## D3r VMxW dtJ 202

where, in the last expression, it is understood that the projection operator V(t,p) involves an integration over the virtual energy po on which the operator \$>(p)

depends and somehow projects in onto the physical energy of the particle, which is w(p) (the details of how this works out will be given shortly). Note also that the projection is carried out at a particular time t.

Using the position space projection operator (14.99), the S-matrix, in the notation of Fig. 9.7, is where the particles have momenta pi + p2 -* p\ + p2, and Ptotai is the product of the four individual projection operators which project the S-matrix from the vacuum expectation value in (14.101). The time ordering symbol is added for free because all of the fields internal to Uj are already time ordered and are at times between ±oo, and the projections of the initial and final fields commute, so their time order does not matter. Now, as we discussed in Sec. 14.3, this vacuum expectation value of a time-ordered product can be calculated from the normalized generating function Z[J). Hence, casting this time-ordered product into momentum space and using the momentum form of the projection operators (14.100), we obtain the following expression for the S'-matrix which describes elastic scattering:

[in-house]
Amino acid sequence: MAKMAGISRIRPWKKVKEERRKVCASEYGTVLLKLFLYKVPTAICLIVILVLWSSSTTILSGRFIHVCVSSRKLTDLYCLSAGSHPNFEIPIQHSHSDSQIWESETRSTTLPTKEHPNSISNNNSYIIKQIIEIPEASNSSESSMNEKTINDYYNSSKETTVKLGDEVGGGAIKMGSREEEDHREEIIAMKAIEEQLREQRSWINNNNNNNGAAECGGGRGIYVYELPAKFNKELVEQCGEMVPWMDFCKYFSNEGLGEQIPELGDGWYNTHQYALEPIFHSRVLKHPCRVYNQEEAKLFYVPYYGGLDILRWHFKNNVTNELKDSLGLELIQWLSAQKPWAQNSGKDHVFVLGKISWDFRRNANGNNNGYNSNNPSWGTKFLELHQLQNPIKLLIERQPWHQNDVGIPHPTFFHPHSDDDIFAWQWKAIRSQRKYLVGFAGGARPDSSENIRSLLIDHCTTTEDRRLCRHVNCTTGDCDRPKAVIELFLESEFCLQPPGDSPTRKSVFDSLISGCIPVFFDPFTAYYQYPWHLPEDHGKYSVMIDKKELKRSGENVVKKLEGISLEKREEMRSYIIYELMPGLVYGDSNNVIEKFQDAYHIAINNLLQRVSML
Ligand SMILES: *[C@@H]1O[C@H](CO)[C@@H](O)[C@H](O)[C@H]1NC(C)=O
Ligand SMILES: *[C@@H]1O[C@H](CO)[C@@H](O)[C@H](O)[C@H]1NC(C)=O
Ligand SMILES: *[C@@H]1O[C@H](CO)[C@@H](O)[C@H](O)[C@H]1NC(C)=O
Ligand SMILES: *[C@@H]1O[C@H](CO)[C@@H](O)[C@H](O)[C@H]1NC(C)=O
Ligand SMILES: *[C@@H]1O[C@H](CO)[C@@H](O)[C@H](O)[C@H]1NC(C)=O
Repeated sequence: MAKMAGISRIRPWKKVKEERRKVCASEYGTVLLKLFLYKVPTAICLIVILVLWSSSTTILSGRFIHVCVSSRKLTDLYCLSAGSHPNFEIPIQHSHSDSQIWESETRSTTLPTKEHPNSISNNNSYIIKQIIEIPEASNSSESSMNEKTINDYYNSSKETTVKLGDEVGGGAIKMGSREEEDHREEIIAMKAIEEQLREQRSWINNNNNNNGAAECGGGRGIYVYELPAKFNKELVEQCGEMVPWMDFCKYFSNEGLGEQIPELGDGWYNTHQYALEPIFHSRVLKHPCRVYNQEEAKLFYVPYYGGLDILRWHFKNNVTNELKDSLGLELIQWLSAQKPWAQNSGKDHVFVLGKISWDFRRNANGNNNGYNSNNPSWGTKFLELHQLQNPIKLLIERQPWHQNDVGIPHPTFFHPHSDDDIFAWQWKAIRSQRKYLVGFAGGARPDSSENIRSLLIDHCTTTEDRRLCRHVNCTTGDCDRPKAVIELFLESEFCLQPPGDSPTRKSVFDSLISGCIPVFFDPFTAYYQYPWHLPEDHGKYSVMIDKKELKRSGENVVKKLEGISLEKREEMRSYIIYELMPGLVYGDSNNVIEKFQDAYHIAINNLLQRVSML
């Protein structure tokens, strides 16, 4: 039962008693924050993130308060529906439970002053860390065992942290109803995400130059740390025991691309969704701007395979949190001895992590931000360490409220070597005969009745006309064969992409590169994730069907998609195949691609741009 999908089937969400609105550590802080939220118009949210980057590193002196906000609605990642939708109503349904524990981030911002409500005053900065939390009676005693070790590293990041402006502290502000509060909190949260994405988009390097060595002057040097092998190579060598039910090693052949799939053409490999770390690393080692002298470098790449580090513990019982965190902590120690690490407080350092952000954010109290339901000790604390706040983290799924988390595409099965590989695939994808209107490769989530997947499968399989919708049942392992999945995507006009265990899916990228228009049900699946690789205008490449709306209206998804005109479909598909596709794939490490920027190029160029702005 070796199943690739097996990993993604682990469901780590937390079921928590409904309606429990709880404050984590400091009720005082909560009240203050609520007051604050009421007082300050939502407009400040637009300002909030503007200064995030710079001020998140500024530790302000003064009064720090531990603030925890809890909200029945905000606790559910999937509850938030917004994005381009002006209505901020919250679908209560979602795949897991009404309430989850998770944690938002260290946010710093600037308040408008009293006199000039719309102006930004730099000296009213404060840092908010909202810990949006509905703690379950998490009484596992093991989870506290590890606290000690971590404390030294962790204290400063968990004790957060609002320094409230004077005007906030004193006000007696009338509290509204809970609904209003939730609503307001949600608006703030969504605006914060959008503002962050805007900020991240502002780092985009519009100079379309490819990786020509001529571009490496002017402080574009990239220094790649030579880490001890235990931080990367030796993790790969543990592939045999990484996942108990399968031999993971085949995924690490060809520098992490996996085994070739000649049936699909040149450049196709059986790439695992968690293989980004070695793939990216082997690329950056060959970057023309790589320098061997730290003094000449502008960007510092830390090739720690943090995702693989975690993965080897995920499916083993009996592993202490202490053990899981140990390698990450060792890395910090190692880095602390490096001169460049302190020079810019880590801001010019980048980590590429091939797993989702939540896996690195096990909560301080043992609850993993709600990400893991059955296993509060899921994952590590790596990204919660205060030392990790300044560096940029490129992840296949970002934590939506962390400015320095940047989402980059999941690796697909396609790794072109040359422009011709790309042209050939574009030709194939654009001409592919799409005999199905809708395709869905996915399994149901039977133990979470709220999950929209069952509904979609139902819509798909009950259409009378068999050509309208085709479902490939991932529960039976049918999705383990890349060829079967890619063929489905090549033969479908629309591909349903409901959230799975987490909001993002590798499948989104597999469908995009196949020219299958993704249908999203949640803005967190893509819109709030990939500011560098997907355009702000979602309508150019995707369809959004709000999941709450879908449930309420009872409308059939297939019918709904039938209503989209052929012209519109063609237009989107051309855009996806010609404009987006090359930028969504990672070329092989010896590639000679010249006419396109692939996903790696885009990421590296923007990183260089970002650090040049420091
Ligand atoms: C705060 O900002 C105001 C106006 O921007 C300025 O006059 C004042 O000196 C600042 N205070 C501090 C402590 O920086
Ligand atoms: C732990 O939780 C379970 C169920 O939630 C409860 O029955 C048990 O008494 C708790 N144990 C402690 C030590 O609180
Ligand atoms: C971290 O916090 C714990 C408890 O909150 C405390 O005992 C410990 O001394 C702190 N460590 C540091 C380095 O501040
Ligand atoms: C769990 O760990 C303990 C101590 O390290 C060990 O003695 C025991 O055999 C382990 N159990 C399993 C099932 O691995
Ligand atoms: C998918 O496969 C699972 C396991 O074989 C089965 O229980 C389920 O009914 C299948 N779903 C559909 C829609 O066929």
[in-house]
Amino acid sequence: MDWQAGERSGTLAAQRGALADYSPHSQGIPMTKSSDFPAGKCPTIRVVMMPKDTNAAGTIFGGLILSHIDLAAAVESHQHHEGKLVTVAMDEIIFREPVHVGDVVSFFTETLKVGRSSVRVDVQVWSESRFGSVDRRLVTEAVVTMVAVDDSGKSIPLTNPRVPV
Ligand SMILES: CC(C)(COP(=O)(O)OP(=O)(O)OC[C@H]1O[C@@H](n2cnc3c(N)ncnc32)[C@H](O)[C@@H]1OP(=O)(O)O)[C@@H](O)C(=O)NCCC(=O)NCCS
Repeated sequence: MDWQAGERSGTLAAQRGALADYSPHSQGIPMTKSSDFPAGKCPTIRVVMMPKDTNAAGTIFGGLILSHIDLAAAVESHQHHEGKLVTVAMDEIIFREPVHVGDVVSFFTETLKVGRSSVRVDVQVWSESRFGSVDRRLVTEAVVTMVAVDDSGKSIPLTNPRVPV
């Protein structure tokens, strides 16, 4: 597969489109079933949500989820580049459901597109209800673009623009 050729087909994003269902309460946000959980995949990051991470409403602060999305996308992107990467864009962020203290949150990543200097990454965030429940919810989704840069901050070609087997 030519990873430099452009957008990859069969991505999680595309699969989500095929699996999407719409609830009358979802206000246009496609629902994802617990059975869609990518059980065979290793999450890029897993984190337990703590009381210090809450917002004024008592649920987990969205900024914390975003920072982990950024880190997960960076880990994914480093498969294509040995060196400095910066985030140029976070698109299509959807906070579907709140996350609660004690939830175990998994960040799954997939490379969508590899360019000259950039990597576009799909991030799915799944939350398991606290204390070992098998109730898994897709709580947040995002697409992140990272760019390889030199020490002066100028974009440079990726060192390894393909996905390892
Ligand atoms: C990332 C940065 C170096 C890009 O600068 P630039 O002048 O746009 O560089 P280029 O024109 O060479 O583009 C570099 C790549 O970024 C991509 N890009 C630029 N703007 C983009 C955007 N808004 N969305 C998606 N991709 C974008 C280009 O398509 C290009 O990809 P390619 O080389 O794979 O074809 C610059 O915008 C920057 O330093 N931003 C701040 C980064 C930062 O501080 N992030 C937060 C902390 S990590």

The projection operator 'Ptotai is now the product of four momentum space projection operators with the form given in (14.100) and is not the same as the operator given in Eq. (14.101). Also, in the process of going from the initial expression (14.101) to our final expression (14.102), all operators are replaced by their c-number equivalents, as has been discussed in detail in the previous sections.

Equation (14.102) is a specific example of the general formula for the scattering matrix in the path integral formalism. In the general case, there is one derivative with respect to J for each particle in the initial state and one with respect to J* for each particle in the final state and projection operators for each external particle. We will discuss the form of the projection operator for fermions later.

We specialize to non-forward scattering, where p[ / pi and p2 / p2. This means that, when computing the above derivatives, we must involve the interaction terms, because the free generating function only contains products of the form J*(p)J(p), in which both initial and final momenta are necessarily equal. The

=VH°°,P2)'P](o°<P'i)'P(-°o,Pi)'P(-<x><P2)

=Ptotai (0\T(^(x'2)^(x'l)U,^(x1)^(x2))\0) , (14.101)

second order generating function, which we denote by Z<2), is 7(2)1 n-f -\2 A2 f d4kld4k2d4k3d4k[d4k'2d4k'3